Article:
All of this means that pre-employment cannabis testing is prohibited, absent one of these narrow exceptions.
Employers can maintain a reasonable drug-free workplace policy that:
- Requires post-accident or reasonable suspicion drug testing of all employees or random drug testing of safety-sensitive workers;
- Is necessary to comply with federal law or a federal contract or funding agreement, if applicable to the employer; or
- Prohibits impairment (as defined above) or the use, consumption, possession, storage, delivery, transfer, display, transportation, sale, purchase, or growing of cannabis at the employee’s place of employment, while performing work for the employer, or during the employee’s hours of work.
Employers must provide employees:
- Notice of their rights under the Act, which will be prepared by the Office of Human Rights;
- Notice that an employee’s position has been designated as safety-sensitive (if applicable); and
- The protocols for any drug and alcohol testing the employer performs.
Employers must provide this information to employees: (1) within 60 days after the date the Act becomes “applicable”; (2) on an annual basis thereafter (for incumbents); and (3) upon hire of a new employee.
The Act will not be “applicable” until its fiscal effect is included in an approved budget or July 13, 2023, whichever is later.
Aggrieved individuals can:
- File a complaint with the Office of Human Rights;
- Bring a private cause of action (recreational cannabis users must first exhaust their administrative remedies with an OHR complaint); and/or
- File a complaint with the Attorney General.
If an employer is found to have violated the Act, it could face civil penalties, along with compensatory damages, lost wages, other equitable relief, and attorney’s fees and costs.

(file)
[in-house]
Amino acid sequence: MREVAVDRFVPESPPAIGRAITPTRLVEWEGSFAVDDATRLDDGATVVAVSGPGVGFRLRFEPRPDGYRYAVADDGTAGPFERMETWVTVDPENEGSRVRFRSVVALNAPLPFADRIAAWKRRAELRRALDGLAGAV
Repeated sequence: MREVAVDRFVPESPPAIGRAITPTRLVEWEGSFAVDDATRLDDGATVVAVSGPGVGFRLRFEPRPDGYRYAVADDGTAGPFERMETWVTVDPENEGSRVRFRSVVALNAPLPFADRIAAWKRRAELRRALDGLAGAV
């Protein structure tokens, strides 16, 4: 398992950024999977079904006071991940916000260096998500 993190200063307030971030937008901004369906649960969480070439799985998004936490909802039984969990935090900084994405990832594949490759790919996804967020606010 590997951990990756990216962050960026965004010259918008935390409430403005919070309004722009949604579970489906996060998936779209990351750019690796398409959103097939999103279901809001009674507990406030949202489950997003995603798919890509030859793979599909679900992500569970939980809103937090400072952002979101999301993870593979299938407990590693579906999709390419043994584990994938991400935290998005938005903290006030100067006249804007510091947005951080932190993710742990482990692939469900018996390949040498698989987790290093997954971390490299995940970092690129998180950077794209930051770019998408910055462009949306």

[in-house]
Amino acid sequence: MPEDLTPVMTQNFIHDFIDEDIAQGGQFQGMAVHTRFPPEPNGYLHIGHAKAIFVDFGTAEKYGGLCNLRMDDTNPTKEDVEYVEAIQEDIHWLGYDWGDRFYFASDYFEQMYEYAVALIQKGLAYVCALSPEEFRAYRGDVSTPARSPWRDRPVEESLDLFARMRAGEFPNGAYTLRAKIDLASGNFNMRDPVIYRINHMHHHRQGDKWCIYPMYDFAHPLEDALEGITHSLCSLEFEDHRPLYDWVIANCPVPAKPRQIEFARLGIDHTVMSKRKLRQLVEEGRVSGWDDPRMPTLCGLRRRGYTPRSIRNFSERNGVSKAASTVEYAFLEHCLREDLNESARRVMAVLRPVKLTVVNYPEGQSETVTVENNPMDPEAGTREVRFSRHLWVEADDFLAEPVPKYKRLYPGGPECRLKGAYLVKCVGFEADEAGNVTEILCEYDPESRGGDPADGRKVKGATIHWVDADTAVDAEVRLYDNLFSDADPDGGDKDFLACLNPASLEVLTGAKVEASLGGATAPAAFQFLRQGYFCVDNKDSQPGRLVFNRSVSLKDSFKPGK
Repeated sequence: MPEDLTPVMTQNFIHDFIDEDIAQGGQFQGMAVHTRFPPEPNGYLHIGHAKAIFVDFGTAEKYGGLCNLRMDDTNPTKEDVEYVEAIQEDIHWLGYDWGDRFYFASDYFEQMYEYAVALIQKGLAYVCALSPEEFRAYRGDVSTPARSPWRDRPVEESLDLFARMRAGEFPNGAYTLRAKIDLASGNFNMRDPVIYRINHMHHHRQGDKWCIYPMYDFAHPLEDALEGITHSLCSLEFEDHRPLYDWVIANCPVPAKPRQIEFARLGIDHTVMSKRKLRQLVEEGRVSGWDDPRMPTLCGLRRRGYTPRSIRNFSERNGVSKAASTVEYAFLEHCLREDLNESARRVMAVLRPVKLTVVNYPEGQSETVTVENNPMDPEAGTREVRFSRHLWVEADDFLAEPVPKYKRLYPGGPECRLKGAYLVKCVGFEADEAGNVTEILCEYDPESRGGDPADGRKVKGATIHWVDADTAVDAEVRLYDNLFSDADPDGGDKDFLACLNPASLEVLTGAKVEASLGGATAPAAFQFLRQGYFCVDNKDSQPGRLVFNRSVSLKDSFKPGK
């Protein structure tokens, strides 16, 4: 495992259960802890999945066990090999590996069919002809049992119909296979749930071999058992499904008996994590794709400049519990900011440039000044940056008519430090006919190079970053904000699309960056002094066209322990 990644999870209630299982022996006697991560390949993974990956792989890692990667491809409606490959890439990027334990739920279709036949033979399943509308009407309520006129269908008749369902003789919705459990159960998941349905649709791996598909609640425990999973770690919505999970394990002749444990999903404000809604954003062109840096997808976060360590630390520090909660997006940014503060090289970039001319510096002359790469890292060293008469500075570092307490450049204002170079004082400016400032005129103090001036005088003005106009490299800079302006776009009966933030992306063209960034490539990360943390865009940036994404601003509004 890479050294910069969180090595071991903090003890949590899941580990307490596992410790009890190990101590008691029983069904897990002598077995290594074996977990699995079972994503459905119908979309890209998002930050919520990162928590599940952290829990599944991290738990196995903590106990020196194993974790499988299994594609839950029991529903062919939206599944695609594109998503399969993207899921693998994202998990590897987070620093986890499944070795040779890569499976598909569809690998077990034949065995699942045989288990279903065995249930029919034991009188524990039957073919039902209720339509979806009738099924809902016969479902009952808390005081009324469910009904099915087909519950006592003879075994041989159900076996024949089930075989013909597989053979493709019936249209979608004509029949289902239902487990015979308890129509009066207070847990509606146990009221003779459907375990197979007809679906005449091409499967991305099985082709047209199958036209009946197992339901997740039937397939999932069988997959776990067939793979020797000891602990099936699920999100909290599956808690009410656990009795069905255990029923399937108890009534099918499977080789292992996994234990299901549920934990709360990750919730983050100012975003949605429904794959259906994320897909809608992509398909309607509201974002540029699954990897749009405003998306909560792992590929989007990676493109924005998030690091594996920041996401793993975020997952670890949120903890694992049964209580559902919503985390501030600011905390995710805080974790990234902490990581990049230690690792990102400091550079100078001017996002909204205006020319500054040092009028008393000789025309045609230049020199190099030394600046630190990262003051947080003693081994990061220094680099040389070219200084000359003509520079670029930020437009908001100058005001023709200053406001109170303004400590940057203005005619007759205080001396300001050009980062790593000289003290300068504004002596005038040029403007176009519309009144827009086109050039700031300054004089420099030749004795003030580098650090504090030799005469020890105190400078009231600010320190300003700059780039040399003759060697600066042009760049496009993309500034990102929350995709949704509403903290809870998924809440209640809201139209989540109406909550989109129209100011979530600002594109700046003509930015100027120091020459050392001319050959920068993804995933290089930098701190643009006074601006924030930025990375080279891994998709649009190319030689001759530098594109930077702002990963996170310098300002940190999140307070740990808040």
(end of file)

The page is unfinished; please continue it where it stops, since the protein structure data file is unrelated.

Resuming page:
Next Steps for Employers
The District of Columbia joins the growing list of jurisdictions making it more difficult for employers to maintain a drug-free workplace and drug testing policy, especially in the context of pre-employment testing. For instance, New York’s Department of Labor recently issued “Frequently Asked Questions,” which take the position that pre-employment cannabis tests are prohibited except in very narrow situations. Further, most Philadelphia employers are now prohibited from requiring prospective employees to undergo testing for the presence of cannabis as a condition of employment.
We expect this trend to continue. And with most Americans supporting legalization at the federal level, employers are beginning to consider whether to change their approach to an increasingly popular drug that is legal for medicinal or recreational use in most states. This rapidly evolving legal landscape presents new challenges for employers, especially multi-state employers. Employers must balance complying with conflicting federal, state, and local laws, maintaining a safe work environment, and protecting applicants’ and employees’ privacy and other legal rights.
In the meantime, employers with locations or employees in the District of Columbia should consider reassessing their workplace drug testing policies and practices to ensure they comply with the new Act.